Question: Are there any requirements for the use and/or placement of signage to warn drivers when construction affects the flow of traffic? Who is responsible for setting up the signs?
Answer: Oh yes, there are requirements. Pages and pages of requirements. The Manual on Uniform Traffic Control Devices (MUTCD), which Washington has adopted as its rule book for signs, signals and road markings, has nearly 200 pages devoted to what it calls Temporary Traffic Control (TTC). That’s the official term for signs used during construction or other scenarios that require a short-term change in traffic patterns, such as a crash that blocks traffic or a truckload of salmon that spills onto the highway.
Road construction presents unique driving challenges; the change to the roadway is unfamiliar, during construction we’re driving in conditions that are sometimes below the normal standard of the road we’re on, and the routes at times travel precipitously close to construction workers. For those reasons, it’s critical that construction zones are clearly marked, so it’s no surprise that we have rules specifying how to provide signage in construction zones. Don’t worry, we’re not going to cover all the rules. Instead, we’ll look at the motivation behind the rules.
The goal of temporary traffic control is to protect people on the construction site, keep road users safe (including drivers, cyclists and pedestrians), and move travelers through the construction zone as efficiently as possible. To do this, the MUTCD bases its guidance on seven fundamental principles of temporary traffic control. I’m only going to mention the first three:
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1. Safety: I’ve already said it, but it’s worth repeating. TTC should protect road users, workers, emergency responders and anyone else inside the construction zone.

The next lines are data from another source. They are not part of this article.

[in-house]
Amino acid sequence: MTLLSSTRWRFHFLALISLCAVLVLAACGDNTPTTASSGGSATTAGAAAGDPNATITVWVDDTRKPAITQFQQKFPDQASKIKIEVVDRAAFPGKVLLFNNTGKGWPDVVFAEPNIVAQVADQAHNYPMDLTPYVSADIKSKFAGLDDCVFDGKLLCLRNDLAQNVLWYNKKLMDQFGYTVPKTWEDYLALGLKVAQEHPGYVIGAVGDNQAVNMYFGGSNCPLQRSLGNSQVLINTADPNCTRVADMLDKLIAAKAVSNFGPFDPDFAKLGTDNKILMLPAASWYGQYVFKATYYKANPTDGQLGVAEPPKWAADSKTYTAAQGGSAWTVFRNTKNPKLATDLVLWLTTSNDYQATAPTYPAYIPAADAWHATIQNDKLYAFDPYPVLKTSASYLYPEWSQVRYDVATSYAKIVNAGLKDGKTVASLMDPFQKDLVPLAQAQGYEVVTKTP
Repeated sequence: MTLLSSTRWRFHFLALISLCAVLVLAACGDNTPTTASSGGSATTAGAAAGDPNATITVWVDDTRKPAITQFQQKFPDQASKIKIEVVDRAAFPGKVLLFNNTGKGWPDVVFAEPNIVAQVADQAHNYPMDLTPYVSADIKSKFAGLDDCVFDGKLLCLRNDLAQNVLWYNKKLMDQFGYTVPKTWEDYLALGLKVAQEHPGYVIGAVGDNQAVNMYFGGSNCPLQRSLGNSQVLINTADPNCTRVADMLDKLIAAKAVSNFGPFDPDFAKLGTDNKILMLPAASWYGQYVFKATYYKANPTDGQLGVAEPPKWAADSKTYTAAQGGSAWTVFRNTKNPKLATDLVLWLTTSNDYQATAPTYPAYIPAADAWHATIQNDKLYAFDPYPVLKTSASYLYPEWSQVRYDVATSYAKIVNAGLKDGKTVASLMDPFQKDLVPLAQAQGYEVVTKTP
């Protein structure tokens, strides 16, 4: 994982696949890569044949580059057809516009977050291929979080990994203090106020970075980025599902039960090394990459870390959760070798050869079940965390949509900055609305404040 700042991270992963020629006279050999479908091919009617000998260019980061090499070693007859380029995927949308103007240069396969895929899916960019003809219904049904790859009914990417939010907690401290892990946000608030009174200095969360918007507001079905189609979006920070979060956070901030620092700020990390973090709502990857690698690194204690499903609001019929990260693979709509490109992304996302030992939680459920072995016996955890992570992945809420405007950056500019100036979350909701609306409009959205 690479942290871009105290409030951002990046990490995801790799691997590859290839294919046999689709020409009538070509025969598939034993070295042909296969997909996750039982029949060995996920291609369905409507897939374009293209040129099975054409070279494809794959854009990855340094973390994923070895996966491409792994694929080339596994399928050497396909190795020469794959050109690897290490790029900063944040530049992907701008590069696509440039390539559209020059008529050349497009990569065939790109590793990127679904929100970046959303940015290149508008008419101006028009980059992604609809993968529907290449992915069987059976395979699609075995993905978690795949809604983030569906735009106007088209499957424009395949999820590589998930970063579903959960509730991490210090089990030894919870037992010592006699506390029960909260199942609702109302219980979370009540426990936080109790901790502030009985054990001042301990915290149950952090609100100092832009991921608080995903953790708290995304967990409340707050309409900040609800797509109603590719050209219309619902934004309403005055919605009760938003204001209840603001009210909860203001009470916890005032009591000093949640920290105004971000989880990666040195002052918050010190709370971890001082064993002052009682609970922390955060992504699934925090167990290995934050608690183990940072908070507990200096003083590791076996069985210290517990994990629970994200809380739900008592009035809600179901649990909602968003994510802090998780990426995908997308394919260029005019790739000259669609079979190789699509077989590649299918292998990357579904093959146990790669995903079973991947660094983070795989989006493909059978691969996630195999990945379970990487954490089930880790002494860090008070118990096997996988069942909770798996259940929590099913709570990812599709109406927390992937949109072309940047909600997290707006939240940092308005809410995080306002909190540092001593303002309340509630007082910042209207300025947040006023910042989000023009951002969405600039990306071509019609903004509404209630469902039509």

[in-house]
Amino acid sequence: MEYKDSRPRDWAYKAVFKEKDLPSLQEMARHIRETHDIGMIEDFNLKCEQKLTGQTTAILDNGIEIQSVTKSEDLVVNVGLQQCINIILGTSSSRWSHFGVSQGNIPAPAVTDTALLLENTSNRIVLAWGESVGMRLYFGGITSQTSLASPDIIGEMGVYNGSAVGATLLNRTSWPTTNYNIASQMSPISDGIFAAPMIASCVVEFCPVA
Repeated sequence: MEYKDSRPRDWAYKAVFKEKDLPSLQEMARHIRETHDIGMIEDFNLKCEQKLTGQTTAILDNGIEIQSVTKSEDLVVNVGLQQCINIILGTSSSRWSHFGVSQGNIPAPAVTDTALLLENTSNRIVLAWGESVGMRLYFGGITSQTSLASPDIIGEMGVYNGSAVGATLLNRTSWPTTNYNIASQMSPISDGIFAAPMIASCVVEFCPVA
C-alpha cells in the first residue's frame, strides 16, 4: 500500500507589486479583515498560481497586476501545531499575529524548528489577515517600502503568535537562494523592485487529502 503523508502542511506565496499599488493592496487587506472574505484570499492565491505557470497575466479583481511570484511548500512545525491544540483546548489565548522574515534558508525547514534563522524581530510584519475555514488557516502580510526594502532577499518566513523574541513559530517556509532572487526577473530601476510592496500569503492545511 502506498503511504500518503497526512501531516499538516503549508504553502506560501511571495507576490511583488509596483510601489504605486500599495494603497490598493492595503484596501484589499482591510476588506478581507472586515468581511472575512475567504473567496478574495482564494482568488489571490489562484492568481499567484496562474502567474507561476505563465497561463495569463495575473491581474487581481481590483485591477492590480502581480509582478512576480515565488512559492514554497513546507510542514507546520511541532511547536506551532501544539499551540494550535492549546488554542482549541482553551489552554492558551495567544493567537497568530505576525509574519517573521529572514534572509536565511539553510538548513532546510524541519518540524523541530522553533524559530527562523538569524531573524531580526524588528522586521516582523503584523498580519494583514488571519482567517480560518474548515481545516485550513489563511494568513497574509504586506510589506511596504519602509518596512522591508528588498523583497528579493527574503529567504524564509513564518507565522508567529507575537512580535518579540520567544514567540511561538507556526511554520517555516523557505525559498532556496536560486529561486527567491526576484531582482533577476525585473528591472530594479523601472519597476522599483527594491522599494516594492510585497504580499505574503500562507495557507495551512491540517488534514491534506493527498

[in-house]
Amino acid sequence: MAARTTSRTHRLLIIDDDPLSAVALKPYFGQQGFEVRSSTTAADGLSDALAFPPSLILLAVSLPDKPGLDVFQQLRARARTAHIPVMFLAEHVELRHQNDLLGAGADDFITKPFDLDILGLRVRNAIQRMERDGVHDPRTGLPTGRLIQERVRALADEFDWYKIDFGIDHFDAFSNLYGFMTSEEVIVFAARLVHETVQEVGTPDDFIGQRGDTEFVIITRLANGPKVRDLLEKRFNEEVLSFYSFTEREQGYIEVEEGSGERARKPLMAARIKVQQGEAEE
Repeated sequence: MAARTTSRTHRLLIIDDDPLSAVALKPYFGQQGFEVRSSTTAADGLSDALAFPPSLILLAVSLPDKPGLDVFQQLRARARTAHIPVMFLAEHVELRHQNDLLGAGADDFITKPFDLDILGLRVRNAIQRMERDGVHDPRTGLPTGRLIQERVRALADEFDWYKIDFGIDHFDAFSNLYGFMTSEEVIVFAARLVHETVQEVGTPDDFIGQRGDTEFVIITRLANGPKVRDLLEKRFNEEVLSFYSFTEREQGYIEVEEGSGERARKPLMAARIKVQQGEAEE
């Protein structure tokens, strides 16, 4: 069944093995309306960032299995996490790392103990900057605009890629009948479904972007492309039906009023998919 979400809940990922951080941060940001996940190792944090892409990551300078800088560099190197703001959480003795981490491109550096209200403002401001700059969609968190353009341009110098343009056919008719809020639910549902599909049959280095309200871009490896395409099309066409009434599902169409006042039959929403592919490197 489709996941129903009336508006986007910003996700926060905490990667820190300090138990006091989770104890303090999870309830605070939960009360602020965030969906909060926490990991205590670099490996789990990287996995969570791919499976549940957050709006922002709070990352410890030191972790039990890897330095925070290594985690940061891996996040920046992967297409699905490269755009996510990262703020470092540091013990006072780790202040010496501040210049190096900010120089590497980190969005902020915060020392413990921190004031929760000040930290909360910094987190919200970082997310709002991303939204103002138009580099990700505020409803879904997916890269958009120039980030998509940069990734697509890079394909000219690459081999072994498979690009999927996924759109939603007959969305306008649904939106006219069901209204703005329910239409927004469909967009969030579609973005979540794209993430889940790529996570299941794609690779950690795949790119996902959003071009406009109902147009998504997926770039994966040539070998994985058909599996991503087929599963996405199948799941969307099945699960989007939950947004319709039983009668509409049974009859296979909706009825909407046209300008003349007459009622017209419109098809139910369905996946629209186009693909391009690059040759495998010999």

2. Road user movement: It should be “inhibited as little as practical”. The MUTCD discourages significant deviations from the original route, lots of abrupt changes and dramatic speed decreases, as it increases difficulty for motorists navigating construction zones.
3. Clarity: Road users should be guided in a “clear and positive manner” through the construction zone. We want to have signs that leave no confusion for drivers.
By following those principles, TTC planners do their best to develop routes that are safe, change as little as possible and are clearly marked.
But who are these TTC planners? Temporary traffic control is approved by the government agency responsible for the roadway; for example, on a construction project that affects drivers on a county road, traffic engineers at Whatcom County Public Works would review and approve the plan.
That doesn’t mean that county traffic engineers would always develop the TTC plan. TTC plan development and implementation is the responsibility of whoever is doing the work.
Often on road projects, a private company contracts with local government to do the project. In this situation, the construction company would submit a TTC plan to local government. The plan would be reviewed to make sure it meets safety requirements and doesn’t conflict with other construction projects. We don’t want to have a TTC plan that includes a detour onto a road that has just been closed by a different construction project.
Once the plan is approved, the contractor would be responsible for implementing the plan and making sure that throughout the construction project the traffic control on site meets the plan requirements.
In reviewing the MUTCD guidance on temporary traffic control, I have one concern. The MUTCD is possibly overly optimistic when it states: “… road users are assumed to be using caution … ” We’ve all seen situations where that is not the case. Let’s all do our best to prove the MUTCD right every time we drive, ride or walk through a construction zone.
Road Rules is a regular column on road laws, safe driving habits and general police practices. Doug Dahl is the Target Zero Manager for the Whatcom County Traffic Safety Task Force. Target Zero is Washington’s vision to reduce traffic fatalities and serious injuries to zero by 2030. For more traffic safety information visit TheWiseDrive.com. Ask a question.